5. Silicon Desert

By Dave Perry

The Silicon Desert is gaining heat in Southern Arizona.

As evidence, industry leaders point to dirt-breaking, new company expansions, the diverse tech sector’s continued robust performance, and the assets of location, education and workforce, and a collaborative business spirit.

“As much as Santa Clara and San Jose are the heart of the Silicon Valley, Tucson is a geo-rival for technology breakthroughs,” Calline Sanchez, IBM VP of Technical and Lifecycle Service Offerings, Arizona and New Mexico state executive and Tucson site leader, told BizTucson in 2022. “With companies like IBM, local technology clusters and support organizations, the Silicon Desert is “here, it is growing, and it is making a difference.”

In October, American Battery Factory broke ground on its global world headquarters near Tucson International Airport. ABF is building its first “gigafactory,” a $1.2 billion, 2-million-square-foot space for up to 1,000 employees. There, the company intends to accelerate “growth of the clean energy economy nationwide,” said ABF President John Kern.

American Battery Factory selected Tucson because Arizona is “a premier destination for emerging technologies,” Kern said. He cited collaborative, world-class companies, and the region’s “high-capacity border and transportation infrastructure. We are pleased to join this thriving region.”

Late last year, Involta announced plans to expand capacity at its 38,000-square-foot, 10-year-old, third-generation, world-class data facility in Tucson, enabling local clients to “scale rapidly, and optimize digital and AI-focused initiatives.”

Involta sees “a remarkable transformation” under way in Southern Arizona. It characterizes Tucson as “a burgeoning technology hub, and “a hotbed for growth” in Involta’s key technology, manufacturing, aerospace, and healthcare sectors. And it finds “a well-educated workforce and a perpetual pipeline of new top-tier talent,” thanks to the University of Arizona and Pima Community College.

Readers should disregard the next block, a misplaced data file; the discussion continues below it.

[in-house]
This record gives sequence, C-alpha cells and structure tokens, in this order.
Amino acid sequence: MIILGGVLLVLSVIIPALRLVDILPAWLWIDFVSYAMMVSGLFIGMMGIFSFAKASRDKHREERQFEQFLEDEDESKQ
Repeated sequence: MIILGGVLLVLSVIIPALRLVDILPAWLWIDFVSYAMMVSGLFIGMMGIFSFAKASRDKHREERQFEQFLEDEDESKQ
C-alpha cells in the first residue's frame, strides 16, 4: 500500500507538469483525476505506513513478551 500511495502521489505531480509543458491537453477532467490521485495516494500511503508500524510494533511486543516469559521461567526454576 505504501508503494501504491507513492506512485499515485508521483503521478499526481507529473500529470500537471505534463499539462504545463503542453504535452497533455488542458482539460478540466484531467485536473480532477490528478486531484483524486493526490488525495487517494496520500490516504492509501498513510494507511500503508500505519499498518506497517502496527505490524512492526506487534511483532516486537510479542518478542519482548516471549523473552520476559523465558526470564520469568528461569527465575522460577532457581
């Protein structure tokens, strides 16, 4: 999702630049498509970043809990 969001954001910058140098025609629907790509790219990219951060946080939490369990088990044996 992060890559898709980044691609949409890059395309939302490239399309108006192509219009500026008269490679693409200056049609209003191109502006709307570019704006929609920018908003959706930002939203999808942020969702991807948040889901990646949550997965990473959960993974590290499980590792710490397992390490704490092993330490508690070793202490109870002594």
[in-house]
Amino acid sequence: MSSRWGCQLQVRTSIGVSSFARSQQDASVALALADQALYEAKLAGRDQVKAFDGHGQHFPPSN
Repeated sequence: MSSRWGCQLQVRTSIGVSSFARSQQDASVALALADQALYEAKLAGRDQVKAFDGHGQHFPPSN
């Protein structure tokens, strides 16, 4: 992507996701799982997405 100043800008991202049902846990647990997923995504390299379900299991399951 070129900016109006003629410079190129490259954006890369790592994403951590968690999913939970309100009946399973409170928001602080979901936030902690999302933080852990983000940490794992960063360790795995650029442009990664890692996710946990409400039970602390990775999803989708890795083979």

Sion Power Corporation, a leading technology developer of next-generation batteries, has also announced plans to expand its existing manufacturing operations here. The expansion, planned at a 111,400-square-foot building in midtown, is expected to be complete in 2026 and add more than 150 engineering, technician and manufacturing jobs.

“Tucson is now in the national spotlight, and will be a cutting-edge region ushering in new battery storage technology,” said Joe Snell, president and CEO of Sun Corridor, Inc.

“You’re going to see a lot more of those companies coming to Tucson,” said Karla Morales, VP of Arizona Technology Council, the voice and face of the state’s tech industry. “There are so many things that are incredibly innovative and technology-focused in Southern Arizona.” 

In fact, Tucson ranks 13th on CBRE’s most recent annual List of Up-and-Coming Tech Markets.

“Tucson is highly desirable due to several factors, including tax incentives, investments in innovation and focus on increasing efficiencies to reduce power consumption,” said Ken Kremer, Involta’s chief technology officer. “In today’s fast-paced digital landscape, it’s critical for organizations to scale quickly while remaining compliant and gaining access to the highest caliber of technology and expertise.”

IBM drives such innovation. In 2022, IBM received 4,398 U.S. patents, with 163 of these patents earned in Arizona, Sanchez said. “This, along with University of Arizona’s 92, and Arizona State University’s 160, showcase both the region, and the site’s importance to Silicon Desert’s innovation ecosystem. IBM and the Southern Arizona community are working together to drive innovation.”

IBM’s Sanchez added, “today, hybrid cloud and AI are swiftly becoming the locus of commerce, transactions, and over time, of computing itself. This shift is driven by the changing needs of our clients, who find that choosing an open hybrid cloud approach is 2.5 times more valuable than relying on public cloud alone.”

Another significant driver of our Silicon Desert and tech innovation has been Tech Parks Arizona, which just celebrated its 30th anniversary as a transformative economic incubator. The UA Tech Park, which boasts a $2 billion annual impact, is a thriving research and development campus in addition to a major employment hub, boasting over 100 companies and 6,000 knowledge workers. It’s home to IBM, Applied Energetics, Dimensional Energy, NP Photonics and more.

“This is a testament to the vision, dedication, and collaborative efforts of our tenants, partners, and the community,” said Carol Stewart, VP of Tech Parks Arizona. “Persistence, resourcefulness, and unwavering support have been instrumental in developing our legacy of excellence and we look forward to new opportunities to build the future.”

Tech Parks Arizona is “a collaborative environment with private companies and government agencies to work on renewable energy solutions,” agreed Morales.

“There’s elements and characteristics of Tucson you can’t find anywhere else,” she said. “We have the perfect landscape, the benefit of natural resources, the workforce, and the right collaborators to really drive growth, and shape the future of the technology industry. I really believe that.”


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